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Cook Islands photo wows Europe


A simple photograph can speak a thousand words and thats exactly what was done when a Cook Island photograph was chosen and entered into a prestigeous worldwide PR annual photography competition in Germany.

This hilarious and heartwarming picture was selected in the Top 10 photographs in the tourism category and exhibited the qualities that the world loves about the Cook Islands; a simple, stressfree and carefree country far removed from its busy counterparts and clearly defined the Cook Islands as an amazing place to travel for all those ready for a break from the crowded rush of the city.

The success story of Cook Islands art


Just in case someone hasn’t noticed yet: art is booming here in the Cook Islands. Our many overseas visitors are certainly partly responsible for this, but there are other reasons why our different art forms are thriving.

All over the world, art has flourished most in cultures that enjoyed prosperity: Egypt, China, Greece, Roman Empire, during the Renaissance, etc. In the Pacific, the art of different cultures have developed highest in communities that were socially well organized and without threat from neighbors. The special status of Ta’unga, artists and medicine makers, also indicates that they worked under a certain protection and were often exempt from other work in the community.

Pacific Renaissance

The Pacific Arts Festivals show how art in the region is thriving, maybe like never before. In the last 25 years, we have witnessed Cook Islands dancing develop to an increasingly varied art form, with very high standards, which will be demonstrated, and no doubt pushed further again, at the coming Te Mire Kapa (Dancer of the Year Competition).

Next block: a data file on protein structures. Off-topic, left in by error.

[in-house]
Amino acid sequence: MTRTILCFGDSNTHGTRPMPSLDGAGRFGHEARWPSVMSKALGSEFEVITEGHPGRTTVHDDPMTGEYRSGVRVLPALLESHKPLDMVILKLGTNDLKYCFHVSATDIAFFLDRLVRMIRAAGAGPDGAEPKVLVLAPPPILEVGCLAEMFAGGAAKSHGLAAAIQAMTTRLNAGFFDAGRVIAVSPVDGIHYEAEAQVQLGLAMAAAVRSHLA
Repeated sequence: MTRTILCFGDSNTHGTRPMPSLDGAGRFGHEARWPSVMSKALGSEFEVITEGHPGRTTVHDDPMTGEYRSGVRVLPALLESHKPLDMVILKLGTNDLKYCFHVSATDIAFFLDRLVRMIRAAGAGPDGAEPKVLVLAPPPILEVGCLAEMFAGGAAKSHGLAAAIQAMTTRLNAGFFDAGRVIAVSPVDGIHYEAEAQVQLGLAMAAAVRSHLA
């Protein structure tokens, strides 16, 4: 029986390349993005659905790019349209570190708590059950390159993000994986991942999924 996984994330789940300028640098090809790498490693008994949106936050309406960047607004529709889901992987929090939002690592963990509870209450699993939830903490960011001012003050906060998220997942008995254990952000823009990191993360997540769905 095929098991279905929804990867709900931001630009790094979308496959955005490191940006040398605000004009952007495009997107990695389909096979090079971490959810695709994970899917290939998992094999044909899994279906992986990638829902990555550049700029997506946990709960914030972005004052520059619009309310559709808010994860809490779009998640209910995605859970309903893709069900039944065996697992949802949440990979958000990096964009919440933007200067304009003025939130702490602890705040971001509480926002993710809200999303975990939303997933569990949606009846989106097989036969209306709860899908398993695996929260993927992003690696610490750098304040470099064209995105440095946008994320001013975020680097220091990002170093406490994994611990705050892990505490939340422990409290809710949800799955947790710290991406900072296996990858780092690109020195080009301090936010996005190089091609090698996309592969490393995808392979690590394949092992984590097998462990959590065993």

Carving has also been revived, traditional sculpture has been rediscovered and new designs are more and more intricate and original. Tattooing is popular again and here too, new patterns have evolved.

(Judith Kunzle - Female Drum Dancer, 2010)

Textile art has come a long way since the early tapa costumes and designs, and it is now one of the most high-profile art forms in the Cook Islands. Our fashion designs are playing an important role in the Pacific, and last year a Tivaevae exhibition was held in Europe.

(Andrea Eimke - Equilibrium, 2009)

The new art form

But of all the art forms practiced in the Cook Islands, painting has developed the most. Thirty years ago you could have counted the local artists on one hand, including the few papa’a (residents of European decent) artists. A USP workshop in 1984 encouraged several artists who were among the first to take painting seriously and who are still working as artists today. In another USP workshop in 1996, established artists Pilioko and Michoutouchkine from Vanuatu told the local and resident artists to get “cracking”, many of them did, and a few never stopped.

Over the last 15 years, the local visual arts were fertilized by several Cook Islands artists with art education returning from New Zealand and Australia. Together with dynamic new galleries on Rarotonga, they developed their ideas and created a vigorous art scene, encouraging several young artists to take up art as a career.

Although many elements of the contemporary art works are based on traditional images and symbols, painting in the Cook Islands is a young art form, which has emerged recently. Even so, Cook Islands painting has been gaining respect and attention overseas.

However it is the local patronage and support that has allowed it to gather momentum in the first place.

Without the interest of the public, the backing and substantial encouragement of local art lovers and members of the business community, few artists would have had the opportunity and courage to continue with the development of their work.

Our artists “talk” about Cook Island life, to each other and our visitors. They comment on what's happening, research traditional icons and create new visual languages to show and share their imagination, feelings and ideas.

( Tim Buchanan - Band, 2004)

Article by ― Judith Kunzlé